The Supreme Court of Canada held last month that Canada's new youth justice statute excludes deterrence as a justification for punishment. The right is unhappy with this. Meanwhile, more and more American foreign policy seems to be based on the idea that America's enemies can't be deterred because they are irrational. The left sensibly object to this on the grounds that it is a recipe for permanent war.
Pith & Substance is always on the look out for that contrarian sweet spot where both left and right can be shown to be guilty of the same error, providing said contrarian with that smug sense of superiority we so desperately crave. This looks to be an opportunity.
Deterrence just means aligning incentives so that some very bad course of action -- braining somebody with a pool ball, say, or nuking Tokyo -- has costs to the person who might do it. The law of demand tells us that a course of action that has higher costs for the actor is one that is less likely to be taken.
Now, the principle that greater expected costs of an action will make it less likely ceteis paribus does involve the idea that the actor is, in some sense, rational. Conservative hawks think this is an excessively nice thing to say about Kim Jong Il, while liberal criminologists think it is a horribly mean thing to say about teenage miscreants. Even someone with less at stake -- the proverbial median voter on the Clapham omnibus -- might think experience puts in doubt the idea that fifteen-year-old boys and all-powerful hereditary Commie dictators guide their actions by the light of sweet reason.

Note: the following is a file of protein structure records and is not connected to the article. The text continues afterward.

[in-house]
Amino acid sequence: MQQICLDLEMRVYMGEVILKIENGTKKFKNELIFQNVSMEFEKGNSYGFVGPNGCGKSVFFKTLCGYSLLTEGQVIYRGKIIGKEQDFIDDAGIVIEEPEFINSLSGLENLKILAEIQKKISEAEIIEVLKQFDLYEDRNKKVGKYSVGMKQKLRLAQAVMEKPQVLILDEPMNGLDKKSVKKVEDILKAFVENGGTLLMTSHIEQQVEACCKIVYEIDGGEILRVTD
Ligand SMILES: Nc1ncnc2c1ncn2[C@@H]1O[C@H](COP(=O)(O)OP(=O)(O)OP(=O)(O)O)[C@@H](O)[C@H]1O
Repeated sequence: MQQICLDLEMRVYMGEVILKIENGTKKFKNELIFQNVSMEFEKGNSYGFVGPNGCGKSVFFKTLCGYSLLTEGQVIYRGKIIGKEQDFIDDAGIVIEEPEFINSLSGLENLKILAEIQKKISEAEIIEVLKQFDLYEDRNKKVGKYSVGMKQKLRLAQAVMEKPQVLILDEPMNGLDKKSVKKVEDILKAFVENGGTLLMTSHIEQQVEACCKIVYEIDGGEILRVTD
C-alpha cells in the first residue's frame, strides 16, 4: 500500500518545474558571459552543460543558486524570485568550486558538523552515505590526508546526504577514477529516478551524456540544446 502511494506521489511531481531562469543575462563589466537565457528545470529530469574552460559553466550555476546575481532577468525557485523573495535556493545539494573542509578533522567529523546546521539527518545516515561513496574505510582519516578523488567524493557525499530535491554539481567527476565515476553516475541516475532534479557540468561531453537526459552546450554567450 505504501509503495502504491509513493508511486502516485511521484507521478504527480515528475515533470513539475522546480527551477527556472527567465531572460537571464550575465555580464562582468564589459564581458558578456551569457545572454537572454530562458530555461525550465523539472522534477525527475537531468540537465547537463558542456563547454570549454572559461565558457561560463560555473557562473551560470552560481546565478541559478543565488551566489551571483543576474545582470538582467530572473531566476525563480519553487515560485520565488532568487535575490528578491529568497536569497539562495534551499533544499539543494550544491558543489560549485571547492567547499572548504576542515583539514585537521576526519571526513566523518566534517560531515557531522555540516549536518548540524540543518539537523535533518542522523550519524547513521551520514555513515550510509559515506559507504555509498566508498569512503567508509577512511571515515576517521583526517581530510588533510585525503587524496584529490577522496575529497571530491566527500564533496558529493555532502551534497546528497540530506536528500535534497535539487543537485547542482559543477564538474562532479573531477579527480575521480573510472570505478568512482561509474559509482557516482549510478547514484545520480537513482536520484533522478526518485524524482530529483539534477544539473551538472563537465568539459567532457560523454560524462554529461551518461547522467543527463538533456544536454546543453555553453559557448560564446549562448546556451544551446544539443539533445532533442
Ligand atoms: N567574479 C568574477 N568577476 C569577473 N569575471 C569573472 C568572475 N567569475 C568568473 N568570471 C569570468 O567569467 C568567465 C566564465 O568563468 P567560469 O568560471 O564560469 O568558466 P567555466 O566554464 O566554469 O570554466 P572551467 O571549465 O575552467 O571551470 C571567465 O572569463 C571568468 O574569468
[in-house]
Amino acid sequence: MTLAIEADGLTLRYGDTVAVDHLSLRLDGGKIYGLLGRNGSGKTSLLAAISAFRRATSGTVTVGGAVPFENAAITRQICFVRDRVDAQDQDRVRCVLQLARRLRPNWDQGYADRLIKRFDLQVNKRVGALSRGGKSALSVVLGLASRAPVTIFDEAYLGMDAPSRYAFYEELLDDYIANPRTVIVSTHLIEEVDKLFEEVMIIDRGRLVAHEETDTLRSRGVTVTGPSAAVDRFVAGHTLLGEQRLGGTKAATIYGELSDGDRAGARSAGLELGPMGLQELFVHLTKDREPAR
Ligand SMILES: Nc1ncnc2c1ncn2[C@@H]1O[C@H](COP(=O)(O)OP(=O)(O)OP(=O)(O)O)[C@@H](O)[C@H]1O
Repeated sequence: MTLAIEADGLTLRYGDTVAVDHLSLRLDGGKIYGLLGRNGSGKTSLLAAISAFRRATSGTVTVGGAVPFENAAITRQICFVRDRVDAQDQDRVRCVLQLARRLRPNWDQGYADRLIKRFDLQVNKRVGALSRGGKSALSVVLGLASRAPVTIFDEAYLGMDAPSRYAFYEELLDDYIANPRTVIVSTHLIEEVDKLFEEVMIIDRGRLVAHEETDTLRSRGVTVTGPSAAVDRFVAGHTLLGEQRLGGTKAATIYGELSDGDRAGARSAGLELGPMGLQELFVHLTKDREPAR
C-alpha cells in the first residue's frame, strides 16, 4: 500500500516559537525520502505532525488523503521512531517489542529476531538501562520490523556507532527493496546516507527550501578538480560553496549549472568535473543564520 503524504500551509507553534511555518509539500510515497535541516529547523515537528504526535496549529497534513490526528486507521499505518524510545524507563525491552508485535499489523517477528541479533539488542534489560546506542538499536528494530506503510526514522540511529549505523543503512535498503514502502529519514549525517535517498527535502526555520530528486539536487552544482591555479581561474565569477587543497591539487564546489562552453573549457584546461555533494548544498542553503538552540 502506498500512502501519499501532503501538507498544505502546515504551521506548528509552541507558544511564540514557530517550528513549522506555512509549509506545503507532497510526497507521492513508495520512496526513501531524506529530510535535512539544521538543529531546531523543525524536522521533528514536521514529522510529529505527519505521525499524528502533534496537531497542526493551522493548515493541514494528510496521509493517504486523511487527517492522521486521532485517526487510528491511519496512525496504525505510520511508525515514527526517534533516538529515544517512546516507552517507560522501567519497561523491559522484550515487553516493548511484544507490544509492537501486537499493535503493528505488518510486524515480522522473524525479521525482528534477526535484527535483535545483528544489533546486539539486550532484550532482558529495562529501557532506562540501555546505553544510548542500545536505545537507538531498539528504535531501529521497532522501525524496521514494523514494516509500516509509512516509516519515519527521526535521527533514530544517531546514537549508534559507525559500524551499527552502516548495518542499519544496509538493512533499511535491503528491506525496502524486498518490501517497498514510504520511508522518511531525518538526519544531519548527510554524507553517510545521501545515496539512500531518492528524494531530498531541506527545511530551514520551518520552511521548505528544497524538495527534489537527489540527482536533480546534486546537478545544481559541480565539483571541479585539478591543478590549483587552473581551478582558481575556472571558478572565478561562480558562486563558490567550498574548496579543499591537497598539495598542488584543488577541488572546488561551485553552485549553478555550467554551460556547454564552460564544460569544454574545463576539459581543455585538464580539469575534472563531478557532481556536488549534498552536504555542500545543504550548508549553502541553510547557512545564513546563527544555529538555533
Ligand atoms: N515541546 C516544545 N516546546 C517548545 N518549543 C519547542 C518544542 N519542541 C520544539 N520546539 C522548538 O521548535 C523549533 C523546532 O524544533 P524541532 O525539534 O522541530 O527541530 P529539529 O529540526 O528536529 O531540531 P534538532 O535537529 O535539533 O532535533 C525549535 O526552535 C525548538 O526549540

This is where the much misused principles of Darwinian selection come in handy. As John Maynard Smith made us aware, rationality of the relevant sort (optimization of marginal benefit and cost, pursuit of Nash equilibria and so on) is the birthright not just of ponderous German philosophers, but of fungi and pond scum. While there are other, more hoity-toity sense of "rationality" and "reasonableness" -- and the Pithlord has no quarrel with these -- what holds for intestinal fauna holds for megalomaniacs and testosterone addled YOs. Sure, their vision of benefits and of expected costs may be a bit addled -- but all other things being equal, they still optimize on the margin.
Nobody seems to have a big moral objection to deterring rogue states, but there does seem to be a sense that the truly compassionate would not try to deter youth crime. Since a deterred youth crime is one that doesn't happen -- thereby saving both victim and perp some grief -- I don't get this on utilitarian grounds. I recognize that the folly of youth is a legitimately mitigating factor, but it seems to me that deterrence is the most humane rationale for the system. We don't know whether B.W.P. could have been deterred from terminating the life of his victim, but it would have been a good thing for both of them, so it is hard to see why a responsible government would enact legislation saying that such an objective is to be rigorously dismissed from consideration.